I’m not asking you to say Jews may be deported. We have no reason to think that’s true. Nor am I asking you to prioritize Jewish lives over the many others that need more protecting. But the next time you connect the Holocaust to America today, don’t just remember how it happened. Remember who it happened to: remember the Jews whom it meant to extinguish.

And if you think my plea doesn’t apply to you, ask yourself this. Between January 9 and 18, more than 40 Jewish Community Centers received bomb threats. I didn’t see a single one of my non-Jewish friends post about it; only one even mentioned it, a week later.

If the buildings threatened had been mosques, would you have cared?


After the Apocalypse

I’ve never been afraid to be a Jew in America before.

Tonight isn’t the first time I’ve felt these fears during Donald Trump’s campaign. I’ve felt them ever since Trump told the Republican Jewish Congress they wouldn’t vote for him “because I don’t want your money.” I’ve felt them ever since he and his sons started retweeting posts and images from anti-Jew white supremacists. My fear has intensified, steadily, since Trump retweeted an image of a Star of David emblazoned over money, and reached a peak when Trump used his last campaign ad to decry “a global power structure” represented solely by Jews.

At least, I thought it was a peak. But I was wrong. Tonight, after it became clear Donald J. Trump would become the next President of the United States, I sat in my room and cried for more minutes than I can count. For the first time, I am truly afraid to live in my country.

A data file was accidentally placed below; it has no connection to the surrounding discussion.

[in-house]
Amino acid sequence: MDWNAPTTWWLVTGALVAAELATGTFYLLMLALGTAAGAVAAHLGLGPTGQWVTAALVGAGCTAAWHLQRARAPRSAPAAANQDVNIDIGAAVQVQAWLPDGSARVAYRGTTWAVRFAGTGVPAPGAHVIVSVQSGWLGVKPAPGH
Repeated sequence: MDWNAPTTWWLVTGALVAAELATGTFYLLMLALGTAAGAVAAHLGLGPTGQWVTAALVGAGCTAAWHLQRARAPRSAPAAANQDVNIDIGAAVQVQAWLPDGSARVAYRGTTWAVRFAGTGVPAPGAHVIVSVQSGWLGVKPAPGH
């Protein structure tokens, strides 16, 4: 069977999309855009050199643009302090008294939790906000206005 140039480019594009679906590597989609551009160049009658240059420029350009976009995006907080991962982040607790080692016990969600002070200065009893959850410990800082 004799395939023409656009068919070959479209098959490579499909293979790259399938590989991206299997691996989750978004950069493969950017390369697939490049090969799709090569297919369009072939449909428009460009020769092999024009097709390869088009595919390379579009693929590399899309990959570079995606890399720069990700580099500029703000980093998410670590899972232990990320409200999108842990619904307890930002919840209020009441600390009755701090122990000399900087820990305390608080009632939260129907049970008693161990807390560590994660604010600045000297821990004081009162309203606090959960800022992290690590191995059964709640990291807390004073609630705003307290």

I haven’t talked about these fears during this election cycle because, of all minority groups, I have the least to fear — and that’s saying something. My terror shouldn’t take away from the sheer dystopia facing all people of color, Muslims, immigrants, LGBTQ individuals, low-income people with government health care, sexual violence survivors, millions upon millions upon millions of people in our country who aren’t safe here anymore. I don’t expect government policy to adopt anti-Semitism, although I write that with some hesitation. But Trump has enabled anti-Semites, brought their bigotry back into the mainstream, and created a space for hating Jews that our country has not seen since World War II.

Again: I’m lucky. I’m white. I’m upper middle-class. But I am terrified for my friends, for my family, for the Jewish children I hope to bear one day. I’ve always known I would be an overprotective mother, that I would find plenty to worry about for my children: bullies, tough schoolwork, heartache. Never before have I worried that my children might be called kikes. Never before have I had reason to fear for their wellbeing because of their ethnicity and religion. Never before have I felt my family would be unsafe not just while living in America, but because we live in America.

I’ve always said with pride before that I look Jewish, and that my dad does, too. I’ve loved that with one look, maybe two, people can recognize the identity I love so deeply. Now I’m terrified. I’m terrified that with one look, a stranger will decide I am less than human. I’m terrified that they will decide the same about other people I love, too.

To my friends of color: I don’t know how you’ve made it this long, with this much fear. I’m so sorry for any way I’ve contributed to that. To however small an extent, I know your fear now. I don’t know if I have your strength to bear it.

All my life, Jewish elders have told me anti-Semitism is a cycle. You don’t know what it’s like, they said, but it’ll come back. It always does. I shrugged it off.

They were right.

I don’t want the Trump voters reading this to unfriend me or distance themselves from me personally. That’s not our way forward as a nation. But I want you to know that you have plunged my life and the lives of millions of others into uncertainty and horror. I want you to know that when — not if — someone calls me a yid, you are to blame. I want you to know that you have wrenched America away from all its claims to democracy and equality. And if you are a Jew, and you voted for a man who exploited anti-Semitism in order to gain votes, you should hang your head in shame. I pray for you, because you need it.